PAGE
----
At the beginning of June 1943, Linus Pauling Jr., the Paulings' eldest son, began the application process for a position in the U.S. Army Air Corps. He scored far above
average in the mental tests and passed the physical examinations easily. By November, he had been accepted into the Air Corps
Cadet Training School and was serving at Sheppard Field. His aspirations were dashed, however, when after only a month of
training, an Army psychiatrist labeled him as susceptible to bouts of nervousness, thus rendering him ineligible for further
cadet training. As a result, he was transferred to a non-officers group. Perpetually sick from the cold Texas nights, drafty
living quarters, and poor diet, Linus Jr. began to consider transferring to the medical corps, where life for recruits was
Shortly after being removed from cadet school, Linus Jr. was transferred to radio training - a surprise because he had not
initially qualified for work as a radioman. He spent the next several months learning the specifics of radio operation and
repair. He found the work to be more engaging and the lifestyle more comfortable than that of his previous assignment. While
many of his letters home detailed the quality of the social scene around the base, he occasionally sent notes to his father
explaining the intricacies of his job.
Excepting the time that he spent at a few bleak Midwestern bases, Linus Jr. found himself experiencing some truly exciting
locations. After he completed his training, he was shipped to New York City where he waited to begin service on an outbound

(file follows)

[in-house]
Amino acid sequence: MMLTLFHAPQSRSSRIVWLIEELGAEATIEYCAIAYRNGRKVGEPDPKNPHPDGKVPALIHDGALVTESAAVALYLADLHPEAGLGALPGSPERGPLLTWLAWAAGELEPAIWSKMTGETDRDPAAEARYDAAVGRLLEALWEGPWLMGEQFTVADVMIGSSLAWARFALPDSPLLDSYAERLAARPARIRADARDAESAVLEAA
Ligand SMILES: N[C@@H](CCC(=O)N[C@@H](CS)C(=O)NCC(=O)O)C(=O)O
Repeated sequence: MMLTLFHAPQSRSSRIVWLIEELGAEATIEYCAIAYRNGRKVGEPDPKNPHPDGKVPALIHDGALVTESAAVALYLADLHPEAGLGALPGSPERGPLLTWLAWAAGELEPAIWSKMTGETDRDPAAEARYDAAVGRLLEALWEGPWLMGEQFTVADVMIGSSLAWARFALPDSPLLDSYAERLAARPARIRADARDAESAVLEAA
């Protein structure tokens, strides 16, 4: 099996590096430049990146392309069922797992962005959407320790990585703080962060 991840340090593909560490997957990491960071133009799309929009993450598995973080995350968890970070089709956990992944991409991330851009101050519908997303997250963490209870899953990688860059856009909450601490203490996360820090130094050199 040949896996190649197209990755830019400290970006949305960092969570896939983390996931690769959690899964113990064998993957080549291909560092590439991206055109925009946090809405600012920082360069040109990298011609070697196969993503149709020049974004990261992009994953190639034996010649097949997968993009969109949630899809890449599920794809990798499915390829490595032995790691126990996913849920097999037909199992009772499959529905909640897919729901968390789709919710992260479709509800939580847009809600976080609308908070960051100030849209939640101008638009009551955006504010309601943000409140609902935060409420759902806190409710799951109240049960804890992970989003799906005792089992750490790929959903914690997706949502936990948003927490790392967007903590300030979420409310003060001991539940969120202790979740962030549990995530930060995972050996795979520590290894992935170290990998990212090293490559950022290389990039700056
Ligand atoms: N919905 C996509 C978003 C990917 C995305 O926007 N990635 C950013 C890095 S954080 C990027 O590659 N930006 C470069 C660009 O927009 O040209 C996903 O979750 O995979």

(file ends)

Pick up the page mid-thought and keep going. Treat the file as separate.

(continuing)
ship. While there, he lived in an Army-requisitioned warehouse and spent his free hours exploring the city. Chicago and
Boca Raton also featured into his travels and were made all the more interesting by a bevy of young women that he and his
fellow military men encountered. During 1945, he served as a radioman on Army vessels traveling across the Atlantic to ports
in Western Europe, Pakistan, and Egypt. While the time aboard the ship was often dull, the service gave Linus a chance to
see parts of the world largely unvisited by Americans.
In April 1946, after 29 months in the service, Linus Jr. was honorably discharged from the United States military. He hitchhiked
from the Bay Area to a family friend's home in Sacramento, eventually returning to Pasadena two years after his initial departure.
He had grown during his service. He had learned a technical trade, tested himself physically, met many new people and seen
sites beyond his safe California home. While the war made a painful impact on many American soldiers and families, it also
introduced an entire generation to a world outside the U.S. borders - a place that was simultaneously terrifying and fascinating.